UPDATE: Belcampo Meats announced that it’s pulling all Mario Batali products off the shelves and off its website.
Sexual misconduct in restaurant kitchens is not news, and after high-profile allegations have revealed widespread harassment in Congress, Hollywood, and other areas of American cultural life, it was probably only a matter of time before a celebrity chef was outed as a serial harasser.
Eater National reports that Mario Batali has apparently been touching women inappropriately in the workplace for decades, and the victims include employees and ex-employees. The accusations come from four woman, and grew out of an investigation in New York that Eater undertook, although there have been allegations of misconduct going back to the 1990s. Overall, the details — as currently known — don’t quite paint a picture of comprehensive workplace harassment like the baroque details of the lawsuit regarding S.F.’s own Coqueta a few years back. But there are more than a few cringe-inducing passages, including one about how Batali once said, “Let me help you with that” to a staffer who’d had wine spilled on her and began massaging her breasts. Then there’s this:
One former employee alleges that over the course of two years, he repeatedly grabbed her from behind and held her tightly against his body. Another former employee alleges that he groped her and that, in a separate incident, he compelled her to straddle him; another alleges that he grabbed her breasts at a party, though she no longer worked for him at the time.
As is usual in cases like these, the women were reluctant to come forward for fear of retribution from a powerful male figure in a close-knit, male-dominated industry. Batali’s Twitter feed — which only yesterday contained answers to hapless home chefs asking for urgent advice, presumably mid-recipe — has gone silent. But his team released the following statement:
I apologize to the people I have mistreated and hurt. Although the identities of most of the individuals mentioned in these stories have not been revealed to me, much of the behavior described does, in fact, match up with ways I have acted. That behavior was wrong and there are no excuses. I take full responsibility and am deeply sorry for any pain, humiliation or discomfort I have caused to my peers, employees, customers, friends and family.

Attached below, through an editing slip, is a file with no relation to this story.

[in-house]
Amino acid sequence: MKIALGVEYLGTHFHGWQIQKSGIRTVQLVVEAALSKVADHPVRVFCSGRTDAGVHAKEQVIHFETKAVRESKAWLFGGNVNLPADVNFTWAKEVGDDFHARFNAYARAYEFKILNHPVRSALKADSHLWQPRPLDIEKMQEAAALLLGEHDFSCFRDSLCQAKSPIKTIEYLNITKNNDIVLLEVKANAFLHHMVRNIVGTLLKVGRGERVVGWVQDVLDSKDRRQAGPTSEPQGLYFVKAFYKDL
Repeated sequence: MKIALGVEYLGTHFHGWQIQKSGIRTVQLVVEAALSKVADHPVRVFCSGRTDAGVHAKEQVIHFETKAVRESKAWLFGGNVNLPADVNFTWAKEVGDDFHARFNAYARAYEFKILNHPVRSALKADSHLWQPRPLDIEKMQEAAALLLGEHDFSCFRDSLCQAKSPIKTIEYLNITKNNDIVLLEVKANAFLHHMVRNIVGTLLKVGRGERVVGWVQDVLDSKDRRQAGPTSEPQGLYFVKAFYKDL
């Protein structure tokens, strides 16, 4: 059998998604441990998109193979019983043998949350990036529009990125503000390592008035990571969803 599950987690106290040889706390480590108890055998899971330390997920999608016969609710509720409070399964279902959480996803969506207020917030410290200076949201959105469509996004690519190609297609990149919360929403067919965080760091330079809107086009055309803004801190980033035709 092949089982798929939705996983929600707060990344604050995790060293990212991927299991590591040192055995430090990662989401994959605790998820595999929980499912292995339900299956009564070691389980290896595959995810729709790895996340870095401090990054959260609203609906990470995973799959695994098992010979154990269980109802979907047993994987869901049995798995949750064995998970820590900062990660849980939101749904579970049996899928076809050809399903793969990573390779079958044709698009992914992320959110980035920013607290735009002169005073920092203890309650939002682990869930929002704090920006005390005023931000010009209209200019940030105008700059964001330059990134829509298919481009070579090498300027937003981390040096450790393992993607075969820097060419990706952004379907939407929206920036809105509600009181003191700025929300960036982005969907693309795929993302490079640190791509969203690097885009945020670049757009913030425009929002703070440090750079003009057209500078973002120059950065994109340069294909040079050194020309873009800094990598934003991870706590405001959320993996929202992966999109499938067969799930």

I have work to do to try to regain the trust of those I have hurt and disappointed. For this reason, I am going to step away from day-to-day operations of my businesses. We built these restaurants so that our guests could have fun and indulge, but I took that too far in my own behavior. I won’t make that mistake again. I want any place I am associated with to feel comfortable and safe for the people who work or dine there.
I know my actions have disappointed many people. The successes I have enjoyed are owned by everyone on my team. The failures are mine alone. To the people who have been at my side during this time — my family, my partners, my employees, my friends, my fans — I am grateful for your support and hopeful that I can regain your respect and trust. I will spend the next period of time trying to do that.
While neither Batali nor the Batali & Bastianich Hospitality Group, which manages 24 restaurants, has gone into specifics about what Batali’s future with the company will be, he has been let go from The Chew, the morning show he’s co-hosted since 2011. Further, Batali & Bastianich will bring in independent monitors to improve its sexual-harassment training policy. Although he was once a sous chef at the Four Seasons Clift Hotel (now just the Clift), Batali does not have a strong presence in San Francisco.